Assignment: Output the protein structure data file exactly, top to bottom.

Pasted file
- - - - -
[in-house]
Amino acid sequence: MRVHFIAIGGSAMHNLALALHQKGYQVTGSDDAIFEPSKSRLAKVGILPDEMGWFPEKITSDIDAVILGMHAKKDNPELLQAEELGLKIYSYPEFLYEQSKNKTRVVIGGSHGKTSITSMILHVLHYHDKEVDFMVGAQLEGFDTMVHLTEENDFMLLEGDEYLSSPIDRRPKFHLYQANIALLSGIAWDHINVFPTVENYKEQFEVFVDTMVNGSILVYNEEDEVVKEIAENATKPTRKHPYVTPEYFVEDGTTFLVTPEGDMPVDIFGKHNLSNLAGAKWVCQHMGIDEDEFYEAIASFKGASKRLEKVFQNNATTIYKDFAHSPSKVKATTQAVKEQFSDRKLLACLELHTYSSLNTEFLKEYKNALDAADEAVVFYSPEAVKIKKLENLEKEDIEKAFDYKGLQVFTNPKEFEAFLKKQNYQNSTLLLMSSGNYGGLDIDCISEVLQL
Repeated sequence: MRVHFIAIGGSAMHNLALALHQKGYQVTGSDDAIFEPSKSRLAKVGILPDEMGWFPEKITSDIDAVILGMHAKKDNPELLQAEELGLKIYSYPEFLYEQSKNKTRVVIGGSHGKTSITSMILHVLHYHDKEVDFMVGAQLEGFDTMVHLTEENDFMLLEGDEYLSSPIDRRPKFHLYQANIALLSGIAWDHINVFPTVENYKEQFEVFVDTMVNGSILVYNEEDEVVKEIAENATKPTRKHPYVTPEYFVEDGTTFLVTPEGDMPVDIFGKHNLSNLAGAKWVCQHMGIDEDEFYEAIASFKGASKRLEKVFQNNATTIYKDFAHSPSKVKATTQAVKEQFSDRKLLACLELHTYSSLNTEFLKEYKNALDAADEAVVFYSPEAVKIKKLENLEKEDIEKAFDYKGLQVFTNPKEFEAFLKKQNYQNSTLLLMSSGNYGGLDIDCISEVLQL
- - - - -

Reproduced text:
[in-house]
Amino acid sequence: MRVHFIAIGGSAMHNLALALHQKGYQVTGSDDAIFEPSKSRLAKVGILPDEMGWFPEKITSDIDAVILGMHAKKDNPELLQAEELGLKIYSYPEFLYEQSKNKTRVVIGGSHGKTSITSMILHVLHYHDKEVDFMVGAQLEGFDTMVHLTEENDFMLLEGDEYLSSPIDRRPKFHLYQANIALLSGIAWDHINVFPTVENYKEQFEVFVDTMVNGSILVYNEEDEVVKEIAENATKPTRKHPYVTPEYFVEDGTTFLVTPEGDMPVDIFGKHNLSNLAGAKWVCQHMGIDEDEFYEAIASFKGASKRLEKVFQNNATTIYKDFAHSPSKVKATTQAVKEQFSDRKLLACLELHTYSSLNTEFLKEYKNALDAADEAVVFYSPEAVKIKKLENLEKEDIEKAFDYKGLQVFTNPKEFEAFLKKQNYQNSTLLLMSSGNYGGLDIDCISEVLQL
Repeated sequence: MRVHFIAIGGSAMHNLALALHQKGYQVTGSDDAIFEPSKSRLAKVGILPDEMGWFPEKITSDIDAVILGMHAKKDNPELLQAEELGLKIYSYPEFLYEQSKNKTRVVIGGSHGKTSITSMILHVLHYHDKEVDFMVGAQLEGFDTMVHLTEENDFMLLEGDEYLSSPIDRRPKFHLYQANIALLSGIAWDHINVFPTVENYKEQFEVFVDTMVNGSILVYNEEDEVVKEIAENATKPTRKHPYVTPEYFVEDGTTFLVTPEGDMPVDIFGKHNLSNLAGAKWVCQHMGIDEDEFYEAIASFKGASKRLEKVFQNNATTIYKDFAHSPSKVKATTQAVKEQFSDRKLLACLELHTYSSLNTEFLKEYKNALDAADEAVVFYSPEAVKIKKLENLEKEDIEKAFDYKGLQVFTNPKEFEAFLKKQNYQNSTLLLMSSGNYGGLDIDCISEVLQL